Employment Letters

  • Cover Letter: Applicants applying for a job should typically include a cover letter with their resume. The cover letter should identify the applicant’s skills and experiences concerning the job for which they are applying.

  • Acceptance letter: If offered a position at a company, the new employee should draft an acceptance letter that provides thanks, terms and conditions of employment, and starting date.

  • Job Refusal Letter: A job refusal letter informs an employer that the applicant has chosen not to accept an offered position. The letter should thank the company and may or may not include the reason for refusal.

  • Resignation Letter: When resigning from a position, the employee should draft a letter that states their intent to resign, identifies the last day of employment, and gives gratitude or best wishes to the employer.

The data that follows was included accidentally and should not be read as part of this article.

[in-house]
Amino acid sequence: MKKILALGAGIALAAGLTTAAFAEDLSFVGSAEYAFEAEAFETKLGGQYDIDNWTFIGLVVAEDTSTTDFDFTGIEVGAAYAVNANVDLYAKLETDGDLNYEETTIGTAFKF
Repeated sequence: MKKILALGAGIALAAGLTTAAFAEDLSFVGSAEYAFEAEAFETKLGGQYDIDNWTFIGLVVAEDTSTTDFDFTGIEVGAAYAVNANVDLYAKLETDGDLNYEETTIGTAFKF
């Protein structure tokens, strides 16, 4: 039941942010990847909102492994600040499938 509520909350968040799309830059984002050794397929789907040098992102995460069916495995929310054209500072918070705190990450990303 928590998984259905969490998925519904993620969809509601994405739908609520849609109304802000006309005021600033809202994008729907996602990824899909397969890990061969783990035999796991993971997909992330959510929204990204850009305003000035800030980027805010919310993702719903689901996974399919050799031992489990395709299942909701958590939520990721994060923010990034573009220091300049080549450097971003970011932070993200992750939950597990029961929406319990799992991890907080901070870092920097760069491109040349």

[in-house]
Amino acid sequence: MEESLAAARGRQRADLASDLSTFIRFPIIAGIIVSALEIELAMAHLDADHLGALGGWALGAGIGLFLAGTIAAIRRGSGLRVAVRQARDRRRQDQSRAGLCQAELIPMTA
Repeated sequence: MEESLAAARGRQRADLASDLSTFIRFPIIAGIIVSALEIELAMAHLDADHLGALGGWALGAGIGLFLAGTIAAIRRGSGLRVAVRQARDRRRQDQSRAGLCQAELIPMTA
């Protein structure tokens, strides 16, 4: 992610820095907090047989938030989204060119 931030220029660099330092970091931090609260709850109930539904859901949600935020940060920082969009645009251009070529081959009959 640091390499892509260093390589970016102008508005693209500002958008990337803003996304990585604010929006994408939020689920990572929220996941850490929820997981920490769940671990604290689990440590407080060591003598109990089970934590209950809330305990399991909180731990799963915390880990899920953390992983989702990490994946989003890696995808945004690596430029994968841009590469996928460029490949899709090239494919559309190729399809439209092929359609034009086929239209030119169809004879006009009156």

Reference Letters

  • Teacher Reference: Teachers provide a letter of recommendation for students to use mainly for applying to a post-secondary school. Students may also use teacher references for employment for those who with little or no working experience due to age.

  • Employer Reference: Employer references recommend a candidate for employment. Coworkers, previous supervisors, or other professional connections write reference letters to endorse someone for a position and typically focus on the applicant’s professional skills and achievements.

  • Character Reference: Character references provide the recipient with information that highlights the positive characteristics of the applicant. These references typically do not focus on academic or employment achievements.

Personal Letters

  • Thank You Letter (Card): Thank you letters are typically quite short. They are usually handwritten letters and should stress gratitude while identifying why the recipient is being thanked.